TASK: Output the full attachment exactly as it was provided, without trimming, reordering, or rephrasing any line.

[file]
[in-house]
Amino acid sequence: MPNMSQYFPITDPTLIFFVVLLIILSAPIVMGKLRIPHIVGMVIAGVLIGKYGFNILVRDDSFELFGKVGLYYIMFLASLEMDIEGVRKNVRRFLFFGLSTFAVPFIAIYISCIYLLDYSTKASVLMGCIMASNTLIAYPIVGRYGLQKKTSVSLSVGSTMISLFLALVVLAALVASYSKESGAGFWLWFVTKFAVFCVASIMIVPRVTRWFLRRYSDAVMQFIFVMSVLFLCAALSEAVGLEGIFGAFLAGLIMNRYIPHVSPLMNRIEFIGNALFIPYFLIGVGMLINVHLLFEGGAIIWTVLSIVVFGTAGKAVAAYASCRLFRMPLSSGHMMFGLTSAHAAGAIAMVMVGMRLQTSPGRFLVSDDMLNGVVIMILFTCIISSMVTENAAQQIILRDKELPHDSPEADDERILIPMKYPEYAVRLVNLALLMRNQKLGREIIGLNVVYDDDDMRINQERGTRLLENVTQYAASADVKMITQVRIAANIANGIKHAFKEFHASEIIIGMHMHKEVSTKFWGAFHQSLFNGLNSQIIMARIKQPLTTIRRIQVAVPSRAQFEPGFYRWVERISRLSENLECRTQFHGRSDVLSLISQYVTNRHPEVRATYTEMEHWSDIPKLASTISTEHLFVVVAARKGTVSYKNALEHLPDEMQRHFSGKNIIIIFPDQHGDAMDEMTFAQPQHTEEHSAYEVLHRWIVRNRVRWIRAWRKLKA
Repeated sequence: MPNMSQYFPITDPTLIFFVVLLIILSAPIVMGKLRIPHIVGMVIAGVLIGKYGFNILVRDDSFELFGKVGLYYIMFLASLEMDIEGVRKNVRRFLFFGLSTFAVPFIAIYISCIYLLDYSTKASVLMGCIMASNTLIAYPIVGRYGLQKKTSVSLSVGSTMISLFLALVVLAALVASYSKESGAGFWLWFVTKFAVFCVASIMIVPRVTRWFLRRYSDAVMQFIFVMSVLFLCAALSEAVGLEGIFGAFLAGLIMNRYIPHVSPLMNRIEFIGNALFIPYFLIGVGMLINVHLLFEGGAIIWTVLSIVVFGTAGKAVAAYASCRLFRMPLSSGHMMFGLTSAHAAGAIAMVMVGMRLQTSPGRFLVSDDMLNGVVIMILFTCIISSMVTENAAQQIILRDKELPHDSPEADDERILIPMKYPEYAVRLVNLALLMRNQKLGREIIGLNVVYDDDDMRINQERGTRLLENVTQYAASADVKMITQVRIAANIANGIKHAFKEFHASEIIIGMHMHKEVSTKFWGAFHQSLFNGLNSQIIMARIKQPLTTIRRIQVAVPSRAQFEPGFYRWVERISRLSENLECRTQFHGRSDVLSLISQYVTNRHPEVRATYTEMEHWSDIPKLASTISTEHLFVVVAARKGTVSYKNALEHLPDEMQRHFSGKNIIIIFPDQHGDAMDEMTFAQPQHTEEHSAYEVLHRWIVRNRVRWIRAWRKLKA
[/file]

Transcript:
[in-house]
Amino acid sequence: MPNMSQYFPITDPTLIFFVVLLIILSAPIVMGKLRIPHIVGMVIAGVLIGKYGFNILVRDDSFELFGKVGLYYIMFLASLEMDIEGVRKNVRRFLFFGLSTFAVPFIAIYISCIYLLDYSTKASVLMGCIMASNTLIAYPIVGRYGLQKKTSVSLSVGSTMISLFLALVVLAALVASYSKESGAGFWLWFVTKFAVFCVASIMIVPRVTRWFLRRYSDAVMQFIFVMSVLFLCAALSEAVGLEGIFGAFLAGLIMNRYIPHVSPLMNRIEFIGNALFIPYFLIGVGMLINVHLLFEGGAIIWTVLSIVVFGTAGKAVAAYASCRLFRMPLSSGHMMFGLTSAHAAGAIAMVMVGMRLQTSPGRFLVSDDMLNGVVIMILFTCIISSMVTENAAQQIILRDKELPHDSPEADDERILIPMKYPEYAVRLVNLALLMRNQKLGREIIGLNVVYDDDDMRINQERGTRLLENVTQYAASADVKMITQVRIAANIANGIKHAFKEFHASEIIIGMHMHKEVSTKFWGAFHQSLFNGLNSQIIMARIKQPLTTIRRIQVAVPSRAQFEPGFYRWVERISRLSENLECRTQFHGRSDVLSLISQYVTNRHPEVRATYTEMEHWSDIPKLASTISTEHLFVVVAARKGTVSYKNALEHLPDEMQRHFSGKNIIIIFPDQHGDAMDEMTFAQPQHTEEHSAYEVLHRWIVRNRVRWIRAWRKLKA
Repeated sequence: MPNMSQYFPITDPTLIFFVVLLIILSAPIVMGKLRIPHIVGMVIAGVLIGKYGFNILVRDDSFELFGKVGLYYIMFLASLEMDIEGVRKNVRRFLFFGLSTFAVPFIAIYISCIYLLDYSTKASVLMGCIMASNTLIAYPIVGRYGLQKKTSVSLSVGSTMISLFLALVVLAALVASYSKESGAGFWLWFVTKFAVFCVASIMIVPRVTRWFLRRYSDAVMQFIFVMSVLFLCAALSEAVGLEGIFGAFLAGLIMNRYIPHVSPLMNRIEFIGNALFIPYFLIGVGMLINVHLLFEGGAIIWTVLSIVVFGTAGKAVAAYASCRLFRMPLSSGHMMFGLTSAHAAGAIAMVMVGMRLQTSPGRFLVSDDMLNGVVIMILFTCIISSMVTENAAQQIILRDKELPHDSPEADDERILIPMKYPEYAVRLVNLALLMRNQKLGREIIGLNVVYDDDDMRINQERGTRLLENVTQYAASADVKMITQVRIAANIANGIKHAFKEFHASEIIIGMHMHKEVSTKFWGAFHQSLFNGLNSQIIMARIKQPLTTIRRIQVAVPSRAQFEPGFYRWVERISRLSENLECRTQFHGRSDVLSLISQYVTNRHPEVRATYTEMEHWSDIPKLASTISTEHLFVVVAARKGTVSYKNALEHLPDEMQRHFSGKNIIIIFPDQHGDAMDEMTFAQPQHTEEHSAYEVLHRWIVRNRVRWIRAWRKLKA